Readers' Letters: Scottish Tories too quick to condemn Sturgeon

It is despicable that the Scottish Tories, alone, have asked for the resignation of Scotland's First Minister without the courtesy of hearing her give evidence to the Holyrood Committee. However this is not surprising, being in line with the Conservative Party being the only UK Unionist party to have been against devolution; it continues to despise and denigrate its existence.

First Minister Nicola Sturgeon is sworn in yesterday (Picture: Jeff J MItchell/Getty)
First Minister Nicola Sturgeon is sworn in yesterday (Picture: Jeff J MItchell/Getty)

Throughout the 20 years of devolution this has been the case and now, with the implementation of the UK Internal Market Bill, its very existence is at stake.

So much for Boris Johnson's "union of equals", destroyed by his "disaster" utterance on devolution. The truth is, the only disaster has been this Tory government's shameful handling of the deadly Covid pandemic and the shambolic withdrawal from Europe.

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Grant Frazer, Cruachan, Newtonmore

Time to resign?

As we Scots continue to observe the duel before the Holyrood Committee investigating the Scottish Government's mishandling of claims of misconduct against Alex Salmond, we may well feel some concern for Nicola Sturgeon s part in this intrigue. Did she lend any support towards her erstwhile colleague, tutor or friend? Or, as it would seem, did she cast him aside in the interests of her own career? That is a question only she is qualified to answer.

But now it seems that it is Ms Sturgeon who is on trial. The people of Scotland need to know the truth about this whole sordid affair. If Sturgeon fails to satisfy the Holyrood Committee's questions on these matters, she must accept her fate, and resign with immediate effect.

Any other conclusion to this whole business would be unacceptable to the electorate of Scotland.

Robert I G Scott, Northfield, Ceres, Fife

Irony in fire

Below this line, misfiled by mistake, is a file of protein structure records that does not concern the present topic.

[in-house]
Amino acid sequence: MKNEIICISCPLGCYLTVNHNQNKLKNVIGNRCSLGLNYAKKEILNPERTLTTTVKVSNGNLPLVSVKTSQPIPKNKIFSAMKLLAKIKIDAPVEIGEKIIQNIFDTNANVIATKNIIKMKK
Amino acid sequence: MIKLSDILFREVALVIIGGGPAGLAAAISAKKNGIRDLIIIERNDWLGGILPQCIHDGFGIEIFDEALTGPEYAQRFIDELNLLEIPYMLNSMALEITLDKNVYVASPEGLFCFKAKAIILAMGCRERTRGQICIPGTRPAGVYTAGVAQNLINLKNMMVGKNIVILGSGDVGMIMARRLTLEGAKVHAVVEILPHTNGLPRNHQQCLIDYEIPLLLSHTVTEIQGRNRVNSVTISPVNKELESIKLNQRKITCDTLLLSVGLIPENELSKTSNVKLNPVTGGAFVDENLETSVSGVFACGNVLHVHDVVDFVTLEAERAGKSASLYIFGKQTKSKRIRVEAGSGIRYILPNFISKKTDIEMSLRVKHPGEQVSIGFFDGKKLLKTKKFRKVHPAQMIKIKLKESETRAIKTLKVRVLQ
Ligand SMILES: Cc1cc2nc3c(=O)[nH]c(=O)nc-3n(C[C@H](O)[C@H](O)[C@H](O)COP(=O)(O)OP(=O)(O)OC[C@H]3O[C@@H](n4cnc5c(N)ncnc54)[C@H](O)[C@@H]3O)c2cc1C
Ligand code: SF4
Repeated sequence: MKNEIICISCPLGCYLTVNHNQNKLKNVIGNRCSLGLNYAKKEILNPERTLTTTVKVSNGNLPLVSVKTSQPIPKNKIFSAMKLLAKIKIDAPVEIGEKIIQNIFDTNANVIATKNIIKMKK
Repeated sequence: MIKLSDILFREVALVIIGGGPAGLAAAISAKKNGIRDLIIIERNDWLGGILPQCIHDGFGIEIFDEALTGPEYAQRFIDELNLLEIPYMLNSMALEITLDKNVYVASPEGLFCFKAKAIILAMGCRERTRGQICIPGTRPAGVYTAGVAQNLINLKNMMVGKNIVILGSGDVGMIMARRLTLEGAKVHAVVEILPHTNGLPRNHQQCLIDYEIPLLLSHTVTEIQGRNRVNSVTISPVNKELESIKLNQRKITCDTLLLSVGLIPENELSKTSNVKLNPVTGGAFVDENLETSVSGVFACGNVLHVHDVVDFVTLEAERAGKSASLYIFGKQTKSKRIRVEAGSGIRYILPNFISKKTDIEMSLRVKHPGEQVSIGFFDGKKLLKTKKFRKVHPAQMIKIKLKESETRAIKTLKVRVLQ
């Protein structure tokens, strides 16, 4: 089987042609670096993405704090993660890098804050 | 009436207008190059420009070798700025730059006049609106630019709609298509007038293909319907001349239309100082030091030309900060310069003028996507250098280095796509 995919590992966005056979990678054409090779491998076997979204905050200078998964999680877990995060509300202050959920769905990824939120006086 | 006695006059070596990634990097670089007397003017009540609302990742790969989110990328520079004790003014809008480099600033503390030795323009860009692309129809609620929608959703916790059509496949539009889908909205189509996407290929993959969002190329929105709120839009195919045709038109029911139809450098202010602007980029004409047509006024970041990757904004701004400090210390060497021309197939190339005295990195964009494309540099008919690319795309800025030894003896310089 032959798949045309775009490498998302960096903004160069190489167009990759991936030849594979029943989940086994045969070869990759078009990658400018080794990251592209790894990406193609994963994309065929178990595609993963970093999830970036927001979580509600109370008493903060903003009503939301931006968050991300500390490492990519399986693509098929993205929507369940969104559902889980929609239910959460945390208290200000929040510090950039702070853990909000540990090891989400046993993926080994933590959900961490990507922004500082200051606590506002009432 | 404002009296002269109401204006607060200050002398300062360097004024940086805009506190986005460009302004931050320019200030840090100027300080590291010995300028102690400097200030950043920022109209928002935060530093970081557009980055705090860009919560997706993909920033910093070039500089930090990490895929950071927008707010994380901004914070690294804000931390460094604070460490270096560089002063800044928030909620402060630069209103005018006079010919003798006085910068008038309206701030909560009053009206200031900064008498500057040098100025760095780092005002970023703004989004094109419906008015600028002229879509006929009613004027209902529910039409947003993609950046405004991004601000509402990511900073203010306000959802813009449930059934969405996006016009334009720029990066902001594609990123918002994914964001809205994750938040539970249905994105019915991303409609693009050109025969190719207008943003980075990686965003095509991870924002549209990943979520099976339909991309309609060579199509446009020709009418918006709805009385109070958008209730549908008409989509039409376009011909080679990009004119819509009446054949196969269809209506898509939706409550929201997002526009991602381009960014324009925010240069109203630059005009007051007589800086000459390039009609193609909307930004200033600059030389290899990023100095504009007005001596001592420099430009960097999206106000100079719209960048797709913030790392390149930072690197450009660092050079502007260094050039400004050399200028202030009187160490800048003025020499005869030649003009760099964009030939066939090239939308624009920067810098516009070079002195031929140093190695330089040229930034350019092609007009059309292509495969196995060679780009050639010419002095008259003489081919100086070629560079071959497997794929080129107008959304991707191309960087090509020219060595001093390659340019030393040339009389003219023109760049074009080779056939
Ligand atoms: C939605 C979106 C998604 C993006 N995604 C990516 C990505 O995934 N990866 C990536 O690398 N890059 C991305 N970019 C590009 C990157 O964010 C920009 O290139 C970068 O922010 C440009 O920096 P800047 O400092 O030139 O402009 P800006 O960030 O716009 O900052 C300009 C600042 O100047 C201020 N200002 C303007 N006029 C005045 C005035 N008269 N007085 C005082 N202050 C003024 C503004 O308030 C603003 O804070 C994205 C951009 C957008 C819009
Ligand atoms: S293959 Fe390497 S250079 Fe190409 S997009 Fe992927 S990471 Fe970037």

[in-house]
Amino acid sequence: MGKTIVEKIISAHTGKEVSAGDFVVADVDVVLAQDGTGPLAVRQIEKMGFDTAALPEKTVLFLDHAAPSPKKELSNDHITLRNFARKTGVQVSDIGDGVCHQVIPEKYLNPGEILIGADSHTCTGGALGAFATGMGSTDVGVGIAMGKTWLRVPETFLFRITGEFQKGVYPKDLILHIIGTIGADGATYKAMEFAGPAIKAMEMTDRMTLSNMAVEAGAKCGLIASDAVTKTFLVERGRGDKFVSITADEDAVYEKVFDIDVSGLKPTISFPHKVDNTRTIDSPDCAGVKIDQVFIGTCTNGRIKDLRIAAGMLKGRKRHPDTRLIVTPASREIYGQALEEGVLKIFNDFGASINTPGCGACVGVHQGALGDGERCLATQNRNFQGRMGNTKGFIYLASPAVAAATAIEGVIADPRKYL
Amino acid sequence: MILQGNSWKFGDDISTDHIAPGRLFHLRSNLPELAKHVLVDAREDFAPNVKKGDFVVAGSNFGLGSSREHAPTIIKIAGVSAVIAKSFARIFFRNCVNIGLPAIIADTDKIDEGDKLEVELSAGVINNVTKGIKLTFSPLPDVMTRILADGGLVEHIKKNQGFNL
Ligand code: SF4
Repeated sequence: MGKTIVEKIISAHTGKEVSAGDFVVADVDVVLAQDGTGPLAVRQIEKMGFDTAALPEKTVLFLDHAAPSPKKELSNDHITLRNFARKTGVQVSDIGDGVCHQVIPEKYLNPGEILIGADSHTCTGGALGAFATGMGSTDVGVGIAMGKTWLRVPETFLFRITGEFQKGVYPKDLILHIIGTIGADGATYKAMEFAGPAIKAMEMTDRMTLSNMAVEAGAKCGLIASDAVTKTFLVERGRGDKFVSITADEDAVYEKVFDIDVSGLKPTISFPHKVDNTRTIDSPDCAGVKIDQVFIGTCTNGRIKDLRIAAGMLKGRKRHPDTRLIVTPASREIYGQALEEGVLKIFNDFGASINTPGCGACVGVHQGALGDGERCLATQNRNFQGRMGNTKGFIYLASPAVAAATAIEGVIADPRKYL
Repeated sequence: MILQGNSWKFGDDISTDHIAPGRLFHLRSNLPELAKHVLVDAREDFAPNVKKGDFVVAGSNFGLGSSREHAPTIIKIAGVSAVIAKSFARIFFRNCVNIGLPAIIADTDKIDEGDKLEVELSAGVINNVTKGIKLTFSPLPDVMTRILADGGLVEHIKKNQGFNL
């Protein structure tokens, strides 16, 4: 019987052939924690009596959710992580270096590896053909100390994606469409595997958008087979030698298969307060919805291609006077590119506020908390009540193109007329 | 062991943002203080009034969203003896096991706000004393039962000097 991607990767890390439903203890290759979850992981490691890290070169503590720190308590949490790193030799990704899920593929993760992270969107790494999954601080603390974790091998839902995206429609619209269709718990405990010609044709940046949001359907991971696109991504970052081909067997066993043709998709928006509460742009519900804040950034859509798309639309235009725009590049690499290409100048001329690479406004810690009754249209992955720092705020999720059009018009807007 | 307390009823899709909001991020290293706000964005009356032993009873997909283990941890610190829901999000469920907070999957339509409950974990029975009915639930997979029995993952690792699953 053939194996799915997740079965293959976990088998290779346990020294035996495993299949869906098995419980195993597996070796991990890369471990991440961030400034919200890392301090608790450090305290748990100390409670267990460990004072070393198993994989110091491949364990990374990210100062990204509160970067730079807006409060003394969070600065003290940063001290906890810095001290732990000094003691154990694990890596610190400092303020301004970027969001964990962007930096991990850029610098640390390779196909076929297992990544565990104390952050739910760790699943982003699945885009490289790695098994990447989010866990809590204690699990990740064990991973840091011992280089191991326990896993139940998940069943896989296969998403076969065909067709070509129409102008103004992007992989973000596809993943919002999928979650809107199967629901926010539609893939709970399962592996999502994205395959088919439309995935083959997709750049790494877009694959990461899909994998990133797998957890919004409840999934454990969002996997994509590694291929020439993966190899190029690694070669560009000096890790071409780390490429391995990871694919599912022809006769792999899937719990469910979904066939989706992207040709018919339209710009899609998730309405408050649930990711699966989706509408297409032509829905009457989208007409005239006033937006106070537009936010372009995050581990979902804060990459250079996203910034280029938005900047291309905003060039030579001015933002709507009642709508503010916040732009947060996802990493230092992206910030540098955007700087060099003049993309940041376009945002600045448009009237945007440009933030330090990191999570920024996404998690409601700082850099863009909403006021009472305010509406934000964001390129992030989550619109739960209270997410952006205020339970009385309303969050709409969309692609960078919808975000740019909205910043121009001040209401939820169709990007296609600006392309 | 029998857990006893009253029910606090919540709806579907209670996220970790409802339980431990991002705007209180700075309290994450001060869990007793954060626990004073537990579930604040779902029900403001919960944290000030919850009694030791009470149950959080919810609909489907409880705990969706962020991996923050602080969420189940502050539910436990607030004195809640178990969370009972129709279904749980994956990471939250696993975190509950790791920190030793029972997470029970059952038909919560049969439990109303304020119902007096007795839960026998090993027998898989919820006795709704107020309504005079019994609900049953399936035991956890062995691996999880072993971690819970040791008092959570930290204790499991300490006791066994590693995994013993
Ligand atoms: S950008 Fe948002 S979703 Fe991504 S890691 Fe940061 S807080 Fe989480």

The SNP’s wagons have been circled around their beleaguered leader. It is a sobering thought to recall the relatively and wildly insignificant reasons Henry McLeish was forced, under SNP pressure, to give up the office of First Minister. He left with dignity intact. The heavily pregnant Wendy Alexander was hounded out of her job also for an ‘’offence’’ that was not within a million miles of the allegations and revelations now flooding Holyrood.

There is an ironic twist in that the two main protagonists now slugging it out at Holyrood led the campaigns to bring down both Labour politicians.

Alexander McKay, New Cut Rigg, Edinburgh

Legally blind

Murdo Fraser says that the issue of the Lord Advocate having a dual role as head of the prosecution service and senior law officer adviser to the government was "addressed in England decades ago" (Perspective, March 3). That's interesting because the minister in England responsible for the prosecution service is Suella Braverman QC MP. Ms Braverman is also the Attorney General and a member of the Westminster cabinet. Something odd here.

Gill Turner, Derby Street, Edinburgh

Reading matters

I have never previously watched the proceedings of the Scottish Parliament. On Wednesday I observed John Swinney's performance at Holyrood. At one juncture, as he was quite obviously reading a response to a question from Murdo Fraser, the deputy First Minister of Scotland looked like he was trying to translate Proust from the original into English on the hoof – and clearly failing. Whoever wrote that response, Mr Swinney, it certainly wasn't you. Throughout the whole session, Mr. Swinney's demeanour suggested a wee boy caught stealing sweets in the corner shop and trying to explain away his predicament. Is this truly the best Scotland can do?

Michael J Laggan, Newton of Balcanquhal, Perthshire

About time

It is encouraging that the Royal College of Physicians in Edinburgh is at last recommending the decriminalisation of drug use, with the introduction of drug consumption rooms and heroin-assisted treatment programmes. A paper recommending such a policy was circulated to MSPs 14 years ago, since when drug deaths in Scotland, mainly due to heroin, have risen to be the highest rate in Europe.

Treating heroin addiction as a medical rather than criminal problem has been shown to reduce addiction and drug deaths in other countries. The UK Minister for Crime and Policy is wrong to reject such an approach. This does not mean legalising heroin, and indeed it would reduce the power of drug dealers, who should be vigorously pursued.

(Dr) David Hannay, Gatehouse-of-Fleet

Cheer up

In spite of the various crises it has gone through during the past 150 years – such as two world wars and the Great Depression – the UK economy has shown an average annual growth of 1.8 per cent. We grow richer because human ingenuity produces innovations who raise productivity and enable us to buy things more cheaply in terms of the man-hours it takes to afford them.